CALL. 20.03.2019: [PANEL 4] Apocalypse Now: Apocalyptic Reception and Impact Throughout History (SBL
FECHA LÍMITE/DEADLINE/SCADENZA: 20/03/2019
FECHA CONGRESO/CONGRESS DATE/DATA CONGRESSO: 23-24-25-26/11/2019
LUGAR/LOCATION/LUOGO: San Diego Convention Center (San Diego, CA, USA)
ORGANIZADOR/ORGANIZER/ORGANIZZATORE: Ana Travassos Valdez; Bert Jan Lietaert Peerbolte
INFO: call - firstname.lastname@example.org - email@example.com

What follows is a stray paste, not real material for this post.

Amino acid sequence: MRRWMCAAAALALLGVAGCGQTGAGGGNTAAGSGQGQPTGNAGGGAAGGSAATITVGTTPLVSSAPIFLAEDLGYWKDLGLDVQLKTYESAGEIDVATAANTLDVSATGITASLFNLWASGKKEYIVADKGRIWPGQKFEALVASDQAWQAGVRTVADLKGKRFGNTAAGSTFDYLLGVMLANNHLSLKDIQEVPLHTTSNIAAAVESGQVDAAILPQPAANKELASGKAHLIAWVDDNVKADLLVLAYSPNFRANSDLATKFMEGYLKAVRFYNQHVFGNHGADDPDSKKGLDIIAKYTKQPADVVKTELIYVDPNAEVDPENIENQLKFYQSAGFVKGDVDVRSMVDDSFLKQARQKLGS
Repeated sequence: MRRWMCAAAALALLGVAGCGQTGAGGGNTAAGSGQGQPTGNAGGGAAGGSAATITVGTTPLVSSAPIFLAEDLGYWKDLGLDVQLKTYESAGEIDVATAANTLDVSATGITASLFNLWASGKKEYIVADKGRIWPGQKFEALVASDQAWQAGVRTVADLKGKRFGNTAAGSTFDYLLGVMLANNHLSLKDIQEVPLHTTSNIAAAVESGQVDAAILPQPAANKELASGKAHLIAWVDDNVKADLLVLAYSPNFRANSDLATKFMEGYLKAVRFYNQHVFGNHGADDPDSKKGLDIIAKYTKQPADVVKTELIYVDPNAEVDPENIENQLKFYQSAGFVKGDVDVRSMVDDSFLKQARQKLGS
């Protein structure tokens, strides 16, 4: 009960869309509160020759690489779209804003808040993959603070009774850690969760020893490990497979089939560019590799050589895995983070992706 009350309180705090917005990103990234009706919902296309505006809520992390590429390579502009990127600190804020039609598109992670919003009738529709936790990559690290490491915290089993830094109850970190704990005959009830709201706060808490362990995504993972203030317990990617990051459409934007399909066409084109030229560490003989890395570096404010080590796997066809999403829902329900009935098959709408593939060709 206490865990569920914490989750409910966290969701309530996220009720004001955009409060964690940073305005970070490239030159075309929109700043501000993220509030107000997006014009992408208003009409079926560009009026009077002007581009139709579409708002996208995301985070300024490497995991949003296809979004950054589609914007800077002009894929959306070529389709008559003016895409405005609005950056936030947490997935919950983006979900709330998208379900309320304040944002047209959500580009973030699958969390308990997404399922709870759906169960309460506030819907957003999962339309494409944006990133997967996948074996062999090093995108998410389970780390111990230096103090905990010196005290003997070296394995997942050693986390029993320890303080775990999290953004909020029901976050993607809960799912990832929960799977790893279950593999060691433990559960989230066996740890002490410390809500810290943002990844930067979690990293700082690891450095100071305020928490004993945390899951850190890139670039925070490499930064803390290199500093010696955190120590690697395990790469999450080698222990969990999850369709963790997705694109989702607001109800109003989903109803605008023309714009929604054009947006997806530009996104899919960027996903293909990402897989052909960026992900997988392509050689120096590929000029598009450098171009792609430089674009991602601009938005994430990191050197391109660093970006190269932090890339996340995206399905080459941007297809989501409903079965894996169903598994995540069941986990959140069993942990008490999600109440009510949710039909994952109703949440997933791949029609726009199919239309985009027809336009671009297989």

Apocalypse Now is conceived as an interdisciplinary research group aiming to analyse the effective history of biblical and related apocalyptic literature (Daniel, Revelation, Enoch etc.) in the creation, establishment, and development of eschatological groups from antiquity to the present within the Abrahamic traditions, and in particular those of apocalyptic nature. It is of much interest to our work to observe how those groups developed networks of eschatological nature throughout history that can be found today at the basis of some social and political movements. By analysing in tandem the nature of the different groups over the centuries and how eschatological hope circulated among them at different moments, this research unit aims to foster and develop new interpretation theories that can lead to a better understanding of the use of apocalyptic expectations in the 21st century, and in particular, of the processes that led apocalypticism to take peaceful and/or violent forms. The primary objective of this research unit is to congregate colleagues from different fields of expertise – religion, history, literature, political science, anthropology, peace studies, et cetera – to further analyse concepts such as "apocalyptic," "apocalypticism," "messianism," and "millenarianism," and to discuss how the ancient uses of these phenomena can serve to understand movements of similar nature in the present. Besides, we propose to conduct this analysis taking into account how apocalyptic expectations were at the basis of the creation of eschatological networks that served either to bridge the religious divide as in the 17th century Atlantic world or to emphasise the divide between East and West as in the last decades. Studies on apocalyptic literature have been a constant since the 1970s, and are now experiencing a new revival that can be observed in the abundant literature published in the last years as in the several research units that explore this thematic at SBL. The question, however, of eschatological networks has not yet been fully explored although it is most probably a key factor to understand the contemporary interest behind apocalyptic narratives and its use to mobilise people to support radical movements promoting and spreading the use of violence. Apocalypse Now aims to add a new perspective on this topic to the work that has already been conducted by SBL units on eschatology in the broader sense in the last decades, such as Wisdom and Apocalypticism; Bible, myth, and myth theory; Book of Acts; Ethics and biblical interpretation; Gospel of Luke; Historical Jesus and The Qu'ran and the biblical tradition. Likewise, it complements the work led by some AAR units that discuss topics such as religion and violence and religion and peace studies. Consequently, this research unit proposes to analyse within the coming six years topics such as eschatologically motivated violence, Antichrist-like figures and its identification and politicisation, eschatological scenarios and landscape, religious tolerance and intolerance, the role of the "other" in apocalyptic thought, and the use of sacred narratives to legitimise violent apocalyptic interpretations. At the end of the six-year program, it is our goal to organise a concluding set of sessions aiming to re-evaluate concepts such as "apocalyptic," and "apocalypticism" in light of the discussion held during the previous years. In order to make the results of these studies fully available to the community, the outcome of the yearly seminars will be submitted to processes of peer-review and published under the aegis of a well-established publisher.